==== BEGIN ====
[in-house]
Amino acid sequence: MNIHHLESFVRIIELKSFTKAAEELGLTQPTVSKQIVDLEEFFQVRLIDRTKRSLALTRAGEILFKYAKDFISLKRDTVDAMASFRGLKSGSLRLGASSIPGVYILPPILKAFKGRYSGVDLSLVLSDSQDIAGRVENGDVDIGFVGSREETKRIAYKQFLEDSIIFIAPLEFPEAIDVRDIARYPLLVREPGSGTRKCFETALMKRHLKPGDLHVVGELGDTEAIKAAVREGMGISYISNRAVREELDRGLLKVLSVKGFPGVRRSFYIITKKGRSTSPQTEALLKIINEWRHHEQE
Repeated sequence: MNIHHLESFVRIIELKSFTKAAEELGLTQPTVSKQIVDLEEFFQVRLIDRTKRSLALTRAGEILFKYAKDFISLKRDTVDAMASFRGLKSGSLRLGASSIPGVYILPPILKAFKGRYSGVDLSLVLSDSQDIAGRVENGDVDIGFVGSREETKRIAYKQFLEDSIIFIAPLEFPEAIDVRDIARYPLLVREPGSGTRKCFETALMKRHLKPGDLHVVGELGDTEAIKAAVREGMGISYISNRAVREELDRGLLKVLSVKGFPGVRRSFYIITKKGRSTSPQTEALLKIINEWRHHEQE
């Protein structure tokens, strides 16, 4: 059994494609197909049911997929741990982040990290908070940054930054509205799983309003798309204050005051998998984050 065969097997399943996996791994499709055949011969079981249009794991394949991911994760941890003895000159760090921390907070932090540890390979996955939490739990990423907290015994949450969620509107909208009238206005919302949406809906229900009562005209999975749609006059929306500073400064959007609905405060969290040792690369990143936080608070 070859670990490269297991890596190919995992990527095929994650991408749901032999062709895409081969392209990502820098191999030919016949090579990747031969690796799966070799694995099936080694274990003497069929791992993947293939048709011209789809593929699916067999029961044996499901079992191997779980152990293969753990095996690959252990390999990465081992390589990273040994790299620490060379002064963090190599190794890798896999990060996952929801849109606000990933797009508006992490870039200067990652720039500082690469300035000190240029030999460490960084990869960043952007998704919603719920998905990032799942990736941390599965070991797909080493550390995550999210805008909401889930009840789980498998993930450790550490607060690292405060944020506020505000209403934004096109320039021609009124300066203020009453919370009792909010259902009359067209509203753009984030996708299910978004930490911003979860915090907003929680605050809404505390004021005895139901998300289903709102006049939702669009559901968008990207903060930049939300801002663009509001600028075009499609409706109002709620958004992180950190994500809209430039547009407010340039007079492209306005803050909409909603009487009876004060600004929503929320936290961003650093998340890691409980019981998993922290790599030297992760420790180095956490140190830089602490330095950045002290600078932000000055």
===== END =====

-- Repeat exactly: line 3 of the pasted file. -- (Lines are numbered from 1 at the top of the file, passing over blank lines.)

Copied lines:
Repeated sequence: MNIHHLESFVRIIELKSFTKAAEELGLTQPTVSKQIVDLEEFFQVRLIDRTKRSLALTRAGEILFKYAKDFISLKRDTVDAMASFRGLKSGSLRLGASSIPGVYILPPILKAFKGRYSGVDLSLVLSDSQDIAGRVENGDVDIGFVGSREETKRIAYKQFLEDSIIFIAPLEFPEAIDVRDIARYPLLVREPGSGTRKCFETALMKRHLKPGDLHVVGELGDTEAIKAAVREGMGISYISNRAVREELDRGLLKVLSVKGFPGVRRSFYIITKKGRSTSPQTEALLKIINEWRHHEQE